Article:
Kinder Morgan opponents launch chilly social media challenge
Opponents of the Kinder Morgan pipeline expansion are jumping into freezing cold water and showcasing their feat on social media to gain exposure for their cause. "We're not raising money or anything," explains Kai Nagata, communications director for the environmental group Dogwood Initiative. "It's just a reminder of what's important and what's worth defending. If we can have a little fun with it, get people outdoors, and show off how tough we are in British Columbia, that's just a bonus." The #KMchallenge will soon be filling social media feeds if Nagata has his way. Megan Batchelor reports. (CBC)

Now, your weekend tug weather--
WEST ENTRANCE U.S. WATERS STRAIT OF JUAN DE FUCA-  218 AM PST FRI FEB 17 2017  

TODAY
 SE WIND 5 TO 15 KT BECOMING E IN THE AFTERNOON. WIND  WAVES 2 FT OR LESS. W SWELL 8 FT AT 13 SECONDS. A CHANCE OF  SHOWERS IN THE MORNING.
TONIGHT
 N WIND TO 10 KT BECOMING SE AFTER MIDNIGHT. WIND WAVES  1 FT OR LESS. W SWELL 7 FT AT 12 SECONDS.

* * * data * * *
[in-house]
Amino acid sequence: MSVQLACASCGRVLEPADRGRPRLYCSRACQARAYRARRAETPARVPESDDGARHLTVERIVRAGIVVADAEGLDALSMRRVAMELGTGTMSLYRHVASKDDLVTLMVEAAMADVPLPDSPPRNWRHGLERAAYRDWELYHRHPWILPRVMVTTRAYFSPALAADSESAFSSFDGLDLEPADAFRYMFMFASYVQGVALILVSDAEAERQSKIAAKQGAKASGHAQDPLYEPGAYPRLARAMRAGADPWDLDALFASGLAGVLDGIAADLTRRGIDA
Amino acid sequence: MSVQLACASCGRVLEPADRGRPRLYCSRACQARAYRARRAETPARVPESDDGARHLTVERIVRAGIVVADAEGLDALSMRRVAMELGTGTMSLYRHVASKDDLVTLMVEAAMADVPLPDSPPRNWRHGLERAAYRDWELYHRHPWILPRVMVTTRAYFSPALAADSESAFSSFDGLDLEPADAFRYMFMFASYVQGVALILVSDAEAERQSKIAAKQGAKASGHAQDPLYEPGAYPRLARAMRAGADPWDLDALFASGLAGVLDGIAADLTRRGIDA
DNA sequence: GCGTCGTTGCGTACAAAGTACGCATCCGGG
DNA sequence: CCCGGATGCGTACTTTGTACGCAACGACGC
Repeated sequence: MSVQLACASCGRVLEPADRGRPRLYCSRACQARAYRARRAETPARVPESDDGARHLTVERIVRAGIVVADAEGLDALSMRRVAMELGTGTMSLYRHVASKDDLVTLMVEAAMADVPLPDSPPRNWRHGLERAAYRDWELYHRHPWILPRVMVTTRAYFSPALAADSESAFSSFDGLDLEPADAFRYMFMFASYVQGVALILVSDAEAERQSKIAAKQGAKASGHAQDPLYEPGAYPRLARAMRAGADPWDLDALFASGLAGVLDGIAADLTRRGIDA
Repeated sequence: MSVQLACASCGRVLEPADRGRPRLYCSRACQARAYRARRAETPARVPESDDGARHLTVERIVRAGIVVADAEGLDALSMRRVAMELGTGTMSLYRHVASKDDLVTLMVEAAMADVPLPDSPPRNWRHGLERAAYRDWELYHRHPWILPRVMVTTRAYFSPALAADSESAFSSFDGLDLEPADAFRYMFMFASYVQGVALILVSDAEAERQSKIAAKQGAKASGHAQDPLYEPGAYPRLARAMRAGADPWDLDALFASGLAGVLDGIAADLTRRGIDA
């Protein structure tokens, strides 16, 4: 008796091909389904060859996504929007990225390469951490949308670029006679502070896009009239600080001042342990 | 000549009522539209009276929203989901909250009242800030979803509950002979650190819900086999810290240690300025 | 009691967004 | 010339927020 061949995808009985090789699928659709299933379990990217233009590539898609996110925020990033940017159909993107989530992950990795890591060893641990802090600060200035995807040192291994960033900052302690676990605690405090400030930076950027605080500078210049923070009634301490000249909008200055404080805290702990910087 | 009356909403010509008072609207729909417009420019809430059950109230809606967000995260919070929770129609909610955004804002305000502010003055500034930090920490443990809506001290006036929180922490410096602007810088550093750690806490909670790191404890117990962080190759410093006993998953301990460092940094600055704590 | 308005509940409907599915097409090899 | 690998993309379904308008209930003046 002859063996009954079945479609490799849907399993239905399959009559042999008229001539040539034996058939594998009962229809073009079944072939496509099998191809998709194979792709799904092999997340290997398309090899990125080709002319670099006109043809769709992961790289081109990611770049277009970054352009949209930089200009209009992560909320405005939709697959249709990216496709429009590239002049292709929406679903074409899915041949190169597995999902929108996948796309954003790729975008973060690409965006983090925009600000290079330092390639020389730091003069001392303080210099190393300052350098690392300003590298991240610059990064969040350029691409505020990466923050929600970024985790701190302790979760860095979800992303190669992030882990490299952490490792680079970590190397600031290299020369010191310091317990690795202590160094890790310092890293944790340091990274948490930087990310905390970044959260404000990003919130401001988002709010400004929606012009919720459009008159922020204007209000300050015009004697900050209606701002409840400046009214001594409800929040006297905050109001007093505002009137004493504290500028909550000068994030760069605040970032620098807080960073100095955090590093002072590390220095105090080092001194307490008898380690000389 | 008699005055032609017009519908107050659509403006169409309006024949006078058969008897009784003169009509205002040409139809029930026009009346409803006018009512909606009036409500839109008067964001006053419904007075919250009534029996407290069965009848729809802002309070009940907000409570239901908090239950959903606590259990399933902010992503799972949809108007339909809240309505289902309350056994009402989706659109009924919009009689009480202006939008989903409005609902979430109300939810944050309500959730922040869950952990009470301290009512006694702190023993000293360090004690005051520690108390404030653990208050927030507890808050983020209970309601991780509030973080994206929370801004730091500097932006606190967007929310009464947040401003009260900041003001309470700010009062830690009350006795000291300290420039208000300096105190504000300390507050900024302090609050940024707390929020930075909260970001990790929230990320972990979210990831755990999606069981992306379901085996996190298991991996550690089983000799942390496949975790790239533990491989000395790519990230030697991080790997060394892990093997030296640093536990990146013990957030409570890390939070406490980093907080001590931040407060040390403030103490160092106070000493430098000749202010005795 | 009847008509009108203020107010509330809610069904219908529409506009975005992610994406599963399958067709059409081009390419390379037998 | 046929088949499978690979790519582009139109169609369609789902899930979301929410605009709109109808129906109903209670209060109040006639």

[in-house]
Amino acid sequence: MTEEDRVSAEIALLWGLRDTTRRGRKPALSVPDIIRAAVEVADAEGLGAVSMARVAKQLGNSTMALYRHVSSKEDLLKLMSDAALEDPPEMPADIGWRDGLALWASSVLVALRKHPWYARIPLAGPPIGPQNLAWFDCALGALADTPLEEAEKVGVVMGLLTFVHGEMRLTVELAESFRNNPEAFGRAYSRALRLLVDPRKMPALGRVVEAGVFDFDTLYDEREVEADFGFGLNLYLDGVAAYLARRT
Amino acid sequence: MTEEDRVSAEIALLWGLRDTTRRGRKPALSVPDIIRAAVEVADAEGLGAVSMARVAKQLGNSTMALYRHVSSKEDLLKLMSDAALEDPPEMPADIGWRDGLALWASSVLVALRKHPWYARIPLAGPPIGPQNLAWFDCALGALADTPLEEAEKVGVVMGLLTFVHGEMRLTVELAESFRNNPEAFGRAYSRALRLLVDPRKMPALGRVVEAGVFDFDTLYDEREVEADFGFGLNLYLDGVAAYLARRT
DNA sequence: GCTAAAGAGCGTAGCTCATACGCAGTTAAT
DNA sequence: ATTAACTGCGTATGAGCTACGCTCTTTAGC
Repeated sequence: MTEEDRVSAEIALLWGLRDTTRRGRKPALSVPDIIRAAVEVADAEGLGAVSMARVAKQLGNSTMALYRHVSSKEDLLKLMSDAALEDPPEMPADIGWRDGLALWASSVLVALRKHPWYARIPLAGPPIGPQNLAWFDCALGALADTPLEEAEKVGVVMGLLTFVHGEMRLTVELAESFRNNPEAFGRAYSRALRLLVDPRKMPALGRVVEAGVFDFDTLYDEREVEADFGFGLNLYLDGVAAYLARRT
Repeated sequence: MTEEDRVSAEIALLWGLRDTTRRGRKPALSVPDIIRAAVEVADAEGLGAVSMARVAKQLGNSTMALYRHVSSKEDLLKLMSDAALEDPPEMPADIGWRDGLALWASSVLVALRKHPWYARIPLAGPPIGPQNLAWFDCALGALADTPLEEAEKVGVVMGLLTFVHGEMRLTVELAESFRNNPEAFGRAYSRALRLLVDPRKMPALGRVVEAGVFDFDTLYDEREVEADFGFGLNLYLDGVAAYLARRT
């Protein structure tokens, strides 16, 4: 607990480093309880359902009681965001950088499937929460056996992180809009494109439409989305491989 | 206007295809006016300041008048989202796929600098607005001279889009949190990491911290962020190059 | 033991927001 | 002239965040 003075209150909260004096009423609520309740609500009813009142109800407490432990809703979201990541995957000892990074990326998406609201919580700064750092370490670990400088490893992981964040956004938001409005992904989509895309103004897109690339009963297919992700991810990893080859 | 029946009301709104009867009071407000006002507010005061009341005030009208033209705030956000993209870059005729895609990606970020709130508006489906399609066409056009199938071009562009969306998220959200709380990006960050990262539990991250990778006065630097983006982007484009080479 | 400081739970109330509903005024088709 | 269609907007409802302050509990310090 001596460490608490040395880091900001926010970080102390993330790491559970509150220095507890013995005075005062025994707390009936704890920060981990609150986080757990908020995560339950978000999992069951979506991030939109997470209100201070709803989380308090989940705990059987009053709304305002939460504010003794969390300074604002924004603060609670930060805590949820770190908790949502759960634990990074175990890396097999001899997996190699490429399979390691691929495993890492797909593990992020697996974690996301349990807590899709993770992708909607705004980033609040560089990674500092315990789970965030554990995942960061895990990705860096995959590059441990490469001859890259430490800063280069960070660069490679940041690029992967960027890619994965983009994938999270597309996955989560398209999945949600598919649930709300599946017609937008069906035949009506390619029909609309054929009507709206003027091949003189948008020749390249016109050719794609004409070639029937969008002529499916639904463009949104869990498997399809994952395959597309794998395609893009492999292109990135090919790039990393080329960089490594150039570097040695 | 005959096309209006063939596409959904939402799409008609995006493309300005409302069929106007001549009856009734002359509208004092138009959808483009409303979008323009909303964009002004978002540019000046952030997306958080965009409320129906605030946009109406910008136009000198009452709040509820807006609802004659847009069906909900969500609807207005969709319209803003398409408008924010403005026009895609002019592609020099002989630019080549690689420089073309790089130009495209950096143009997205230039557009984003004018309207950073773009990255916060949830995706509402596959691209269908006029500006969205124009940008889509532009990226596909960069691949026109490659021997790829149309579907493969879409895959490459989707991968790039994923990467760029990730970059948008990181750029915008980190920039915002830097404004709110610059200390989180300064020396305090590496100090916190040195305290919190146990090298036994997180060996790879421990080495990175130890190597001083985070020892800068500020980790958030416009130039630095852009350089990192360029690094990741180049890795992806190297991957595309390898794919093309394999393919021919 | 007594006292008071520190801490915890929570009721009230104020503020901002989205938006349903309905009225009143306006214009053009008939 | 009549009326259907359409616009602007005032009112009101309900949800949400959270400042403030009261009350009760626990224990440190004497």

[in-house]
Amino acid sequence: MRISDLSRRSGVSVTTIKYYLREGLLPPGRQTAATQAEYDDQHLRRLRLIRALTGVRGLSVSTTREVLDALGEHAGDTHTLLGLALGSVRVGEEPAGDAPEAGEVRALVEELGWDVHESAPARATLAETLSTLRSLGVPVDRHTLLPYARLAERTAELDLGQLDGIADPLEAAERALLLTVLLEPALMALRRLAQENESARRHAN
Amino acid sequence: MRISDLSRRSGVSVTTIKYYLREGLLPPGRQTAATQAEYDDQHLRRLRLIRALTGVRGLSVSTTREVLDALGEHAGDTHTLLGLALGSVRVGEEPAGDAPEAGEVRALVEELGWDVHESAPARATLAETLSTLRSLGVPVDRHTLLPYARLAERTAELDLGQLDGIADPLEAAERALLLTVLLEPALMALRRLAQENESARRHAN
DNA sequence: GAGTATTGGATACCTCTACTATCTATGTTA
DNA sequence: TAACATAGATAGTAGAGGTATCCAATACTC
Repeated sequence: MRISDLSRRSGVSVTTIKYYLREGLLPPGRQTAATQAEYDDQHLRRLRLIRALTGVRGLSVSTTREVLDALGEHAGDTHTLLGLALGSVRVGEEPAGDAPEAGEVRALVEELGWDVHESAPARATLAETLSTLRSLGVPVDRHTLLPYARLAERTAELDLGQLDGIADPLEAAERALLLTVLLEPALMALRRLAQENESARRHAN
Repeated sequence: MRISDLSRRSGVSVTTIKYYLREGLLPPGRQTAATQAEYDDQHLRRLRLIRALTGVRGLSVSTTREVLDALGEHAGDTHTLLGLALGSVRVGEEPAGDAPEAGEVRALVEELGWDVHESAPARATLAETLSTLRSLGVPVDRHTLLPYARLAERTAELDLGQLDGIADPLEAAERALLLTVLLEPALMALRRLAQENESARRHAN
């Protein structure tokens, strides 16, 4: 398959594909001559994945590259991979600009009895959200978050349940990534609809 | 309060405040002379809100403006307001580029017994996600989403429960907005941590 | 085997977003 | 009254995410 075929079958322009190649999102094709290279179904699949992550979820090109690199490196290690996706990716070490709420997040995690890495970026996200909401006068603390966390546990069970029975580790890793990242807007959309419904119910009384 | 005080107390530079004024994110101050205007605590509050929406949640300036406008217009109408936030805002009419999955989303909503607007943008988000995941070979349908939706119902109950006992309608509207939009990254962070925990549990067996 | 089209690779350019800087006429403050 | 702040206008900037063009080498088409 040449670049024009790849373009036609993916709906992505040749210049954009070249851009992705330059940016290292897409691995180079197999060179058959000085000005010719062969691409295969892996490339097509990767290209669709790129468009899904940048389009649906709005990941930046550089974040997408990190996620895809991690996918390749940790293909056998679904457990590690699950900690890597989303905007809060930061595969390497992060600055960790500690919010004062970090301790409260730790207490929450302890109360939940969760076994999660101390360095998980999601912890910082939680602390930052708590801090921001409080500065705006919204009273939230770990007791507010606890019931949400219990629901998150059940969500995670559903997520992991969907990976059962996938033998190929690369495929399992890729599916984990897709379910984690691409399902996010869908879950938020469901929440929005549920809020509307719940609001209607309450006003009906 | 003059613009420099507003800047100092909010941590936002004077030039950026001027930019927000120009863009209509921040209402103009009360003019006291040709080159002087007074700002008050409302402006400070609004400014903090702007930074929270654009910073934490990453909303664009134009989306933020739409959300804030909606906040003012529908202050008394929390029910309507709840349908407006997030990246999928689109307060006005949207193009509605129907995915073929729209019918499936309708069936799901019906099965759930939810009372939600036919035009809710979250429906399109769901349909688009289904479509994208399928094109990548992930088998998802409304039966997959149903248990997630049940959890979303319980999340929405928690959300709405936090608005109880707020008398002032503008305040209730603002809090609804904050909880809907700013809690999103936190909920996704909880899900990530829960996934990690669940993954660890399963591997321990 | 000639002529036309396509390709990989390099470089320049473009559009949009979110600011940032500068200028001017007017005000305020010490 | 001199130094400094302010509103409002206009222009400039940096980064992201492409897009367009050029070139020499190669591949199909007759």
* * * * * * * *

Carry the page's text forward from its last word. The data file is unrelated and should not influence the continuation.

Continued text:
SAT
 LIGHT WIND BECOMING E TO 10 KT IN THE AFTERNOON. WIND  WAVES 1 FT OR LESS. W SWELL 6 FT AT 12 SECONDS.
SAT NIGHT
 LIGHT WIND BECOMING SE TO 10 KT AFTER MIDNIGHT. WIND  WAVES 1 FT OR LESS. W SWELL 6 FT AT 12 SECONDS.
SUN
 E WIND 15 TO 25 KT. WIND WAVES 2 TO 4 FT. W SWELL 5 FT AT  12 SECONDS.

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"Salish Sea News & Weather" is compiled as a community service by Mike Sato. To subscribe, send your name and email to msato (@) salishseacom.com. Your email information is never shared and you can unsubscribe at any time.

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Thursday, February 16, 2017

2/16 Raging Grannies, raw sewage, glass-sponge reefs, BC LNG, "The Blob," PS restoration, Tacoma water, Ericksen, dams

Raging Grannies (Vancouver Raging Grannies/Facebook)
Raging Grannies celebrates its 30th anniversary